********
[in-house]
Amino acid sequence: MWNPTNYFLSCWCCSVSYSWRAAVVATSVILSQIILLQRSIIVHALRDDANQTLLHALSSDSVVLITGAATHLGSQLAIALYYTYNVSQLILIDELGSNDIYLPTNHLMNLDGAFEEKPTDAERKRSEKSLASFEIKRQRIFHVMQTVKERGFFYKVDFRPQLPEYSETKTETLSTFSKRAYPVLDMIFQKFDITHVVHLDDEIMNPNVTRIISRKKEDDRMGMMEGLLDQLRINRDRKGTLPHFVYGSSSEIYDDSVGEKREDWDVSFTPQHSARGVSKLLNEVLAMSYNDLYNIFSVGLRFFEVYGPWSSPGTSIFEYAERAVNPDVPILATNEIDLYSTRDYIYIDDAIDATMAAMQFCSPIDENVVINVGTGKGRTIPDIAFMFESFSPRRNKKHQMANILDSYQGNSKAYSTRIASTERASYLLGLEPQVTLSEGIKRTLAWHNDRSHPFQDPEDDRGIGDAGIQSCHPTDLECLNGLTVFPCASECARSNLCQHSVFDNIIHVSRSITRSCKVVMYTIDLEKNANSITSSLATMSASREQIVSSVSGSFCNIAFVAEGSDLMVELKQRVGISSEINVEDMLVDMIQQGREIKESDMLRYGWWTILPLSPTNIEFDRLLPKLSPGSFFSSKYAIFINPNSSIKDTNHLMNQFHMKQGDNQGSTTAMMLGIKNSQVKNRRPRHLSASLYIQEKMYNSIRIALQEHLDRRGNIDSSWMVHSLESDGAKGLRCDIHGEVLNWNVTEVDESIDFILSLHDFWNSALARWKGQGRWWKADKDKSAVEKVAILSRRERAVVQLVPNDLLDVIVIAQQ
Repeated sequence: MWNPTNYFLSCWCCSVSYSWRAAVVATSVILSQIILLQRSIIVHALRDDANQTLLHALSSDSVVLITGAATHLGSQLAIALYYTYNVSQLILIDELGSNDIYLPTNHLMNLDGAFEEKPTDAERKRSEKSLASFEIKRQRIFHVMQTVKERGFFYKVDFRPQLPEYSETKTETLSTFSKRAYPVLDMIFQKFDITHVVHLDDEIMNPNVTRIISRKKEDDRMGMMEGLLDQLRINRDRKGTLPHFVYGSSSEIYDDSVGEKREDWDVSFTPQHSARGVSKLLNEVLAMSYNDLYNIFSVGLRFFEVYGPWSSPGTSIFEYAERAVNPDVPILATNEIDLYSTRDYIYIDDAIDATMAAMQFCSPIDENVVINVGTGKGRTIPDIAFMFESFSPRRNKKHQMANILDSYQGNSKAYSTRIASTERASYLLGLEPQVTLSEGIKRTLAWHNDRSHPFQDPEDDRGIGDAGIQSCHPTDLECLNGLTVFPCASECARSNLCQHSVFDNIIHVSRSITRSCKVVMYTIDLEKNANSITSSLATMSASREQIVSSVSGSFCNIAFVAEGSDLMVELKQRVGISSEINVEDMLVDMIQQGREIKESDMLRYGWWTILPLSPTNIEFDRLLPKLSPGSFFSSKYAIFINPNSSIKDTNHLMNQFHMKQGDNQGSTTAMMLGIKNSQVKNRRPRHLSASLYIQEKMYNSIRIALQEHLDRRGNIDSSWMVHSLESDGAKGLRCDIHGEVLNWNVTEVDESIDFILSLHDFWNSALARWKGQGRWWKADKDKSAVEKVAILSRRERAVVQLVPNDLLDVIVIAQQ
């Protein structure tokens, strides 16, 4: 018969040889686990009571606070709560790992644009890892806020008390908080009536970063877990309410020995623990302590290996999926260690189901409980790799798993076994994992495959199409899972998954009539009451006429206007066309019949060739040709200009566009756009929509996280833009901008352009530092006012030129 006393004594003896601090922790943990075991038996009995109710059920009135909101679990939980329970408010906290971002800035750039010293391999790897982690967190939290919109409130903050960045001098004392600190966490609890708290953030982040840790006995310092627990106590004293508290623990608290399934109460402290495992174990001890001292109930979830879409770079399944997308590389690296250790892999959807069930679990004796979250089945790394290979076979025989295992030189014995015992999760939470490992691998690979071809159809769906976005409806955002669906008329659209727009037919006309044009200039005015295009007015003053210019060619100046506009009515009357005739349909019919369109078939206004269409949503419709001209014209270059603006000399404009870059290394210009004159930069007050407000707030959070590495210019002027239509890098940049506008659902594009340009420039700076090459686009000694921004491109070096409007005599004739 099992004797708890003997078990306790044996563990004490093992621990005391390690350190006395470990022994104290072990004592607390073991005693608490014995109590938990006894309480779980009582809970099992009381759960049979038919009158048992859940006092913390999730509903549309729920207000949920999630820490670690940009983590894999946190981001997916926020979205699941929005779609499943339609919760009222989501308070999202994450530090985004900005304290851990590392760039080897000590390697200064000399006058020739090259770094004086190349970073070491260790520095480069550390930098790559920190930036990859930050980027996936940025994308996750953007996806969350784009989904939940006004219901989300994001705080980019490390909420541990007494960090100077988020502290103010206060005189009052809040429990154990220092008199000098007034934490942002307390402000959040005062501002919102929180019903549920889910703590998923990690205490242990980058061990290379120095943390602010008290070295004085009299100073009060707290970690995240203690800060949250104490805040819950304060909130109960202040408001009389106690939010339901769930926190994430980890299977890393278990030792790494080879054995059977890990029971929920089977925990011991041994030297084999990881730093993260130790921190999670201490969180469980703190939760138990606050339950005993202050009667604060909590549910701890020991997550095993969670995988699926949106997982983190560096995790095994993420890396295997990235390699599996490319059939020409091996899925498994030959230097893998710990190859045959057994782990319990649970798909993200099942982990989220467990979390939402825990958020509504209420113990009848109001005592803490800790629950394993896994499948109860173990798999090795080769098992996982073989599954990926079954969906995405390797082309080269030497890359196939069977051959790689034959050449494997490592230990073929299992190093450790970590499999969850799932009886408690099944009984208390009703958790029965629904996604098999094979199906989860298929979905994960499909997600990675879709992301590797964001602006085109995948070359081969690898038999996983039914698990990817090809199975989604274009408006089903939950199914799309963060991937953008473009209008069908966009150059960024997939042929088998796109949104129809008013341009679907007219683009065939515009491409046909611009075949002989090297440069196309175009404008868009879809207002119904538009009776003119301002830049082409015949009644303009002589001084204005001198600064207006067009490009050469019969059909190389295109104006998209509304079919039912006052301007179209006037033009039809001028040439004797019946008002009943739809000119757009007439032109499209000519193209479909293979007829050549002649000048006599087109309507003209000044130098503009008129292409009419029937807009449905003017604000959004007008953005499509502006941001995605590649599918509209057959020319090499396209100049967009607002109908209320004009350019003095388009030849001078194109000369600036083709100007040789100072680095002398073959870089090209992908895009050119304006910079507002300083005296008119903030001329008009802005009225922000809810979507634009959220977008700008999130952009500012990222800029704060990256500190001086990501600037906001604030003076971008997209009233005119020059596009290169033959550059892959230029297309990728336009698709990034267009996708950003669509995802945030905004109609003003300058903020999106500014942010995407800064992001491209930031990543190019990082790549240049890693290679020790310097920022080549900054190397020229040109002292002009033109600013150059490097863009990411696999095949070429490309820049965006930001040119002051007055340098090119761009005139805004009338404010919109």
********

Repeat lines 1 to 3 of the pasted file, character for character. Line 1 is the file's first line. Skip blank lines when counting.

[in-house]
Amino acid sequence: MWNPTNYFLSCWCCSVSYSWRAAVVATSVILSQIILLQRSIIVHALRDDANQTLLHALSSDSVVLITGAATHLGSQLAIALYYTYNVSQLILIDELGSNDIYLPTNHLMNLDGAFEEKPTDAERKRSEKSLASFEIKRQRIFHVMQTVKERGFFYKVDFRPQLPEYSETKTETLSTFSKRAYPVLDMIFQKFDITHVVHLDDEIMNPNVTRIISRKKEDDRMGMMEGLLDQLRINRDRKGTLPHFVYGSSSEIYDDSVGEKREDWDVSFTPQHSARGVSKLLNEVLAMSYNDLYNIFSVGLRFFEVYGPWSSPGTSIFEYAERAVNPDVPILATNEIDLYSTRDYIYIDDAIDATMAAMQFCSPIDENVVINVGTGKGRTIPDIAFMFESFSPRRNKKHQMANILDSYQGNSKAYSTRIASTERASYLLGLEPQVTLSEGIKRTLAWHNDRSHPFQDPEDDRGIGDAGIQSCHPTDLECLNGLTVFPCASECARSNLCQHSVFDNIIHVSRSITRSCKVVMYTIDLEKNANSITSSLATMSASREQIVSSVSGSFCNIAFVAEGSDLMVELKQRVGISSEINVEDMLVDMIQQGREIKESDMLRYGWWTILPLSPTNIEFDRLLPKLSPGSFFSSKYAIFINPNSSIKDTNHLMNQFHMKQGDNQGSTTAMMLGIKNSQVKNRRPRHLSASLYIQEKMYNSIRIALQEHLDRRGNIDSSWMVHSLESDGAKGLRCDIHGEVLNWNVTEVDESIDFILSLHDFWNSALARWKGQGRWWKADKDKSAVEKVAILSRRERAVVQLVPNDLLDVIVIAQQ
Repeated sequence: MWNPTNYFLSCWCCSVSYSWRAAVVATSVILSQIILLQRSIIVHALRDDANQTLLHALSSDSVVLITGAATHLGSQLAIALYYTYNVSQLILIDELGSNDIYLPTNHLMNLDGAFEEKPTDAERKRSEKSLASFEIKRQRIFHVMQTVKERGFFYKVDFRPQLPEYSETKTETLSTFSKRAYPVLDMIFQKFDITHVVHLDDEIMNPNVTRIISRKKEDDRMGMMEGLLDQLRINRDRKGTLPHFVYGSSSEIYDDSVGEKREDWDVSFTPQHSARGVSKLLNEVLAMSYNDLYNIFSVGLRFFEVYGPWSSPGTSIFEYAERAVNPDVPILATNEIDLYSTRDYIYIDDAIDATMAAMQFCSPIDENVVINVGTGKGRTIPDIAFMFESFSPRRNKKHQMANILDSYQGNSKAYSTRIASTERASYLLGLEPQVTLSEGIKRTLAWHNDRSHPFQDPEDDRGIGDAGIQSCHPTDLECLNGLTVFPCASECARSNLCQHSVFDNIIHVSRSITRSCKVVMYTIDLEKNANSITSSLATMSASREQIVSSVSGSFCNIAFVAEGSDLMVELKQRVGISSEINVEDMLVDMIQQGREIKESDMLRYGWWTILPLSPTNIEFDRLLPKLSPGSFFSSKYAIFINPNSSIKDTNHLMNQFHMKQGDNQGSTTAMMLGIKNSQVKNRRPRHLSASLYIQEKMYNSIRIALQEHLDRRGNIDSSWMVHSLESDGAKGLRCDIHGEVLNWNVTEVDESIDFILSLHDFWNSALARWKGQGRWWKADKDKSAVEKVAILSRRERAVVQLVPNDLLDVIVIAQQ